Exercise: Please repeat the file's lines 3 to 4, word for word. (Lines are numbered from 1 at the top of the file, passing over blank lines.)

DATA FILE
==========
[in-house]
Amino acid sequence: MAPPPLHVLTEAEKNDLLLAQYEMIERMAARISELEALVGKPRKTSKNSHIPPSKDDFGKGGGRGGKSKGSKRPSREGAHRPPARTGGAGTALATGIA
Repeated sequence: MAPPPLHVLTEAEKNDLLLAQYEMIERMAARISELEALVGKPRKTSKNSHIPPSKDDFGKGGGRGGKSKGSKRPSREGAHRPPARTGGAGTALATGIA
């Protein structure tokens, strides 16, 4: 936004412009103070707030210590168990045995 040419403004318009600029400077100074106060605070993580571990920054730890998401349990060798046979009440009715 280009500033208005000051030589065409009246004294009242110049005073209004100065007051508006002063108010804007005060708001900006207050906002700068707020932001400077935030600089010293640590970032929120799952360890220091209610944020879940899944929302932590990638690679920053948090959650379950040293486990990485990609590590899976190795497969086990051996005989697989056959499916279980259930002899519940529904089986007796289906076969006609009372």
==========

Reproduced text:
Repeated sequence: MAPPPLHVLTEAEKNDLLLAQYEMIERMAARISELEALVGKPRKTSKNSHIPPSKDDFGKGGGRGGKSKGSKRPSREGAHRPPARTGGAGTALATGIA
């Protein structure tokens, strides 16, 4: 936004412009103070707030210590168990045995 040419403004318009600029400077100074106060605070993580571990920054730890998401349990060798046979009440009715 280009500033208005000051030589065409009246004294009242110049005073209004100065007051508006002063108010804007005060708001900006207050906002700068707020932001400077935030600089010293640590970032929120799952360890220091209610944020879940899944929302932590990638690679920053948090959650379950040293486990990485990609590590899976190795497969086990051996005989697989056959499916279980259930002899519940529904089986007796289906076969006609009372």